Alex writes about reconceptualizing general education at Buffalo. I’m thinking about general education as well, given the decline in enrollment in my department, and my upcoming WPA presentation about its implications for our writing program. For better or worse, WIU isn’t to the point of refactoring the whole gened process yet, and might never be, given the articulation infrastructure already in place in Illinois, and our embrace of the “2+2” role for the university. Given that rising community college enrollment is a trend nationwide, even if it’s not yet possible to rethink gened as a whole, we need to ask hard questions about the center position of general education requirements in English & Journalism.
At least on the short term, declines in gened are a serious problem for us, since it makes up a large part of our coursework. I suspect that’s true of many English departments. The issue might press on my department a little more heavily than most since (a) we recently rewrote the English major to use 200-level geneds for much of the the required “core” of courses (changes not yet on the WIU web site), and (b) I’ve also heard many of our majors are recruited through general education. Though I’ve never seen any proof of the latter, obviously, if it’s true, gened declines would be doubly troubling, since we’d see cascading impacts in our 300 and 400 level literature and writing courses. (One indicator the “gened recruiting” hypothesis is not true: while our number of majors has declined in the past 10 years, the rate of decline hasn’t matched the loss in geneds we’ve seen.)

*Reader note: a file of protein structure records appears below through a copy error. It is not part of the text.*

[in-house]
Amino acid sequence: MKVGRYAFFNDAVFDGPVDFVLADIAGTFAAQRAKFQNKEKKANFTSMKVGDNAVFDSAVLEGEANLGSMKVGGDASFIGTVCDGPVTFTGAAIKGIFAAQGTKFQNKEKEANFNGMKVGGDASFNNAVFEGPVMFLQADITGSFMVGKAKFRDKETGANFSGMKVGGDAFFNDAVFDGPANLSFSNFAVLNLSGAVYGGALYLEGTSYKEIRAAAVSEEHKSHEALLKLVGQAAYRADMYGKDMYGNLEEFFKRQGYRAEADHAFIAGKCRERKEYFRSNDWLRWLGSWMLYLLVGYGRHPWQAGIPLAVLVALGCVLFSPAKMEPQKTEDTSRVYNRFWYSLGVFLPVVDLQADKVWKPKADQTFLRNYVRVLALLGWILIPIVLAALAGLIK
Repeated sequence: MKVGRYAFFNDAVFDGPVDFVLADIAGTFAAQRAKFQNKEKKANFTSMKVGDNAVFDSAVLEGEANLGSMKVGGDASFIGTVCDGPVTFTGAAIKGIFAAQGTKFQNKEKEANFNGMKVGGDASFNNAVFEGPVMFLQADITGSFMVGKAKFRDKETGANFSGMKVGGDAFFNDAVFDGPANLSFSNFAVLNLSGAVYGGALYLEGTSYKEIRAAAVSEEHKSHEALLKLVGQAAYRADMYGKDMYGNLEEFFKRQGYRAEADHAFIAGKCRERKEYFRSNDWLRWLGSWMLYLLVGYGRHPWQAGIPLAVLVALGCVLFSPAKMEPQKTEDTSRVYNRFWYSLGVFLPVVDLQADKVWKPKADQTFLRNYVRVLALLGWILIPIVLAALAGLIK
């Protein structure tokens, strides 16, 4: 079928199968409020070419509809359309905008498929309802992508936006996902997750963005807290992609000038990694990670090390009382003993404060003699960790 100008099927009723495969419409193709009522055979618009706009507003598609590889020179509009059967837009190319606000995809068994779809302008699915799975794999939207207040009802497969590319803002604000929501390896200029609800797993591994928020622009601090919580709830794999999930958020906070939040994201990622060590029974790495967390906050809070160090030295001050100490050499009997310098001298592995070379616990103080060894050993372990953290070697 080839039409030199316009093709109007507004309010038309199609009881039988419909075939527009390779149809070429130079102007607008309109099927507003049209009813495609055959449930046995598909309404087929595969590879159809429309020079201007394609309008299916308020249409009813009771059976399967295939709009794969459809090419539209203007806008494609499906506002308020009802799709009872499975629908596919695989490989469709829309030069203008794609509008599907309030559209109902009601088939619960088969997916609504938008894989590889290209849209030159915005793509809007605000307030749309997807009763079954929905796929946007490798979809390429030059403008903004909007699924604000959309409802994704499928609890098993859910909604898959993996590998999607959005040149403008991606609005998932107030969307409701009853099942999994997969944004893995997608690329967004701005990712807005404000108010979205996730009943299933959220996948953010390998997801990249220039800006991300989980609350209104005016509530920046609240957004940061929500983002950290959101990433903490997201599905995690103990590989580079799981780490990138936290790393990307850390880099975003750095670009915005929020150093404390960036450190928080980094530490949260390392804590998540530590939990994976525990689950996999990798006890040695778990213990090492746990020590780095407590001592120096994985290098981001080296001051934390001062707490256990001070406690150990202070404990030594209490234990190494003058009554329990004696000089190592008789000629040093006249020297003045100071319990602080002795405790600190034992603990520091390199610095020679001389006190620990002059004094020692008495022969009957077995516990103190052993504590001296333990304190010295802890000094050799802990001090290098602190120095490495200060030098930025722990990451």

On the writing side, the numbers look like this. (I have similar numbers for literary studies, but only the past four years.) Here’s enrollment in our three comp courses expressed as a percentage of lower division undergraduates enrolled:
By semesters, from a high point of 50.2% in Fall 2002, we are at 43% in Spring 2010. A similar pattern emerges if we consider annual numbers: the headcounts for the last three years, respectively, were the lowest for any of the last ten. It will be very interesting to see if next year’s numbers continue this trend.
For me, the big takeaway is simply expressed: I think we can count on students taking more general education courses in community colleges. I’ve read some articulation agreements and the like this past week, and I don’t think we can do much to stop it. And the more I think about it, I’m unsure that’s the right response anyway. So we’ve got to diversify our roster of courses and strengthen the non-gened parts of our programs. I have a feeling that won’t be easy, though it may be less difficult for the writing side of the department than for literary studies.